There are so many things you can do to help get your preschooler ready to read and write! Mostly, you need to make sure your child has a great vocabulary and a growing knowledge of the world around him or her. You also want to make sure he or she knows all 26 letters and sounds quickly upon seeing them (out of order). When testing your kids on letter knowledge, make sure you are asking your child to identify both capital and small versions of each letter OUT OF ORDER. As soon as he or she knows them, you can begin working on blending sounds together to make words! You'll also want to work on small and large muscle control as well! Read the tips below to find out more!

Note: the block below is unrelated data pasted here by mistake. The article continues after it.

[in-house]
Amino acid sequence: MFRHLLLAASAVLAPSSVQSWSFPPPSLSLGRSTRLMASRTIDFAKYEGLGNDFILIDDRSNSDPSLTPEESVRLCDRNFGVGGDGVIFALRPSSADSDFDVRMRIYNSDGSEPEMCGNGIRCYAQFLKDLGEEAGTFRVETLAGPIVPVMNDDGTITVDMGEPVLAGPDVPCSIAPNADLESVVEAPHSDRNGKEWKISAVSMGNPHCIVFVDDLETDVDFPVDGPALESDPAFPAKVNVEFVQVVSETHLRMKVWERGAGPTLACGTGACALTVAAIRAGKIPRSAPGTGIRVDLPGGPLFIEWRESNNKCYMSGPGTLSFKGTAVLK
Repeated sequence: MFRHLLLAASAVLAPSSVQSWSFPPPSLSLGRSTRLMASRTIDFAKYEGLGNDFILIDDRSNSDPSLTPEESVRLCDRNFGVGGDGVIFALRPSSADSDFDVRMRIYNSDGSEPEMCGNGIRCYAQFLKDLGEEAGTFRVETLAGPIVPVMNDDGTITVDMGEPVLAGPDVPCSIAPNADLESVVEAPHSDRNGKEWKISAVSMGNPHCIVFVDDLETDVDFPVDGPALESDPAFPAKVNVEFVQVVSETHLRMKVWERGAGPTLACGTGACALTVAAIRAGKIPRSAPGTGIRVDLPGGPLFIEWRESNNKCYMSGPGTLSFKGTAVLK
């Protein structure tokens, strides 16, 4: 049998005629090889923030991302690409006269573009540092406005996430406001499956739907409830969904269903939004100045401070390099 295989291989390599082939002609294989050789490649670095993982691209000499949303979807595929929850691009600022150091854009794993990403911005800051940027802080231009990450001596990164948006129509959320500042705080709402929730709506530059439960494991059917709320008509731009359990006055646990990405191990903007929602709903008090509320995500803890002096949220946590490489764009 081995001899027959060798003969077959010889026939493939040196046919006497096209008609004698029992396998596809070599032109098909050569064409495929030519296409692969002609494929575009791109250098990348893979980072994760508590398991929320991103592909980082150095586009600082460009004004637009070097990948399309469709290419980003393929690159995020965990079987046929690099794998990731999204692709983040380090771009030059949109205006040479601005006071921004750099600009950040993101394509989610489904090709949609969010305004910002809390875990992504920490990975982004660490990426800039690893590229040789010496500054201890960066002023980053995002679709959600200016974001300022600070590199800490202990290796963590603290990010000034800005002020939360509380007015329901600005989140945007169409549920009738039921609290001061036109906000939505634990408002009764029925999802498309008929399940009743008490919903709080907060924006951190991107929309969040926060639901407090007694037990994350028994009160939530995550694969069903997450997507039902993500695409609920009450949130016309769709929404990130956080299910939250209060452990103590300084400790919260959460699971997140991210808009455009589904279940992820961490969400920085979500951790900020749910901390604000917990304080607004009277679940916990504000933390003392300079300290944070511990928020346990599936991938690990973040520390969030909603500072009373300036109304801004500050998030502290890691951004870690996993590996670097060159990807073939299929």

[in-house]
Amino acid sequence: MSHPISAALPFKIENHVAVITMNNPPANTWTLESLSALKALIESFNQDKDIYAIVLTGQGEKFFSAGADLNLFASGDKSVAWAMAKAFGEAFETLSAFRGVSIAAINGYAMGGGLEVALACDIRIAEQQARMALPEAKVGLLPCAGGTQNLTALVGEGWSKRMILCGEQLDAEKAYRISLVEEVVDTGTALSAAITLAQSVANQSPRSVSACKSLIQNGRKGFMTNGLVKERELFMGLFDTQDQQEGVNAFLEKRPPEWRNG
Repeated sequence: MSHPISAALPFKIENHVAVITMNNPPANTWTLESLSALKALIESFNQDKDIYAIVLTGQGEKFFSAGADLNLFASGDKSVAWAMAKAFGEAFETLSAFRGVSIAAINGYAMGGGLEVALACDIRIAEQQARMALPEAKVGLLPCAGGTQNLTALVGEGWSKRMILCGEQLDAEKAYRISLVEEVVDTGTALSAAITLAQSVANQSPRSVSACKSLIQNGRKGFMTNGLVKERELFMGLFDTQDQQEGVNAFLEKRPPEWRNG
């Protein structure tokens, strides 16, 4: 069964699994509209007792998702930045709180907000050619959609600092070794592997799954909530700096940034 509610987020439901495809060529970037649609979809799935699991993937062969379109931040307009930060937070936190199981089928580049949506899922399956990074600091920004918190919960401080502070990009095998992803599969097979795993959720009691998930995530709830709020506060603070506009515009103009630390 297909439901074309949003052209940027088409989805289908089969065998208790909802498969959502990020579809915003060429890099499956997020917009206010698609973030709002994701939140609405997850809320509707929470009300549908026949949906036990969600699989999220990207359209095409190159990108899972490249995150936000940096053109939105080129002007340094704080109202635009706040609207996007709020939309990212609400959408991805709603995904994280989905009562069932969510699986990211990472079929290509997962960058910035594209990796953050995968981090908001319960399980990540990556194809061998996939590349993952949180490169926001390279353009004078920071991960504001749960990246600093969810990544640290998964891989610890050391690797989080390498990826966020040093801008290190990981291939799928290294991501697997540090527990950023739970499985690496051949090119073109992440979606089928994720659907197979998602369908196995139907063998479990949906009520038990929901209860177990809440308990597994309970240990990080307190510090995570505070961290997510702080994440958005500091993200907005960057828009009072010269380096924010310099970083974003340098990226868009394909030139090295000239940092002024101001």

- Talk to you preschooler! You should find that your conversations are getting more and more interesting as your toddler turns into a preschooler. Since their language skills are still developing rapidly, it's important that you continue to speak to your child about anything and everything that comes your way. Don't "dumb down" your words as you do so. Instead, use whatever words you would normally use, and engage them in thoughtful conversation. Don't forget to explain to them how various things work and how things have changed over the years. Children are like sponges and will learn what you teach them.
- Take your preschooler places! Don't be afraid to revisit places you've already been to. Your child will understand more each time you go to places like farms, zoos, aquariums, science places, etc. Season passes can be lots of fun if you are lucky enough to have a neat place to visit close enough to your home to make one worthwhile. Whether it's to the grocery store, your local fire station, a nearby garden, etc., simply get out with your child as often as you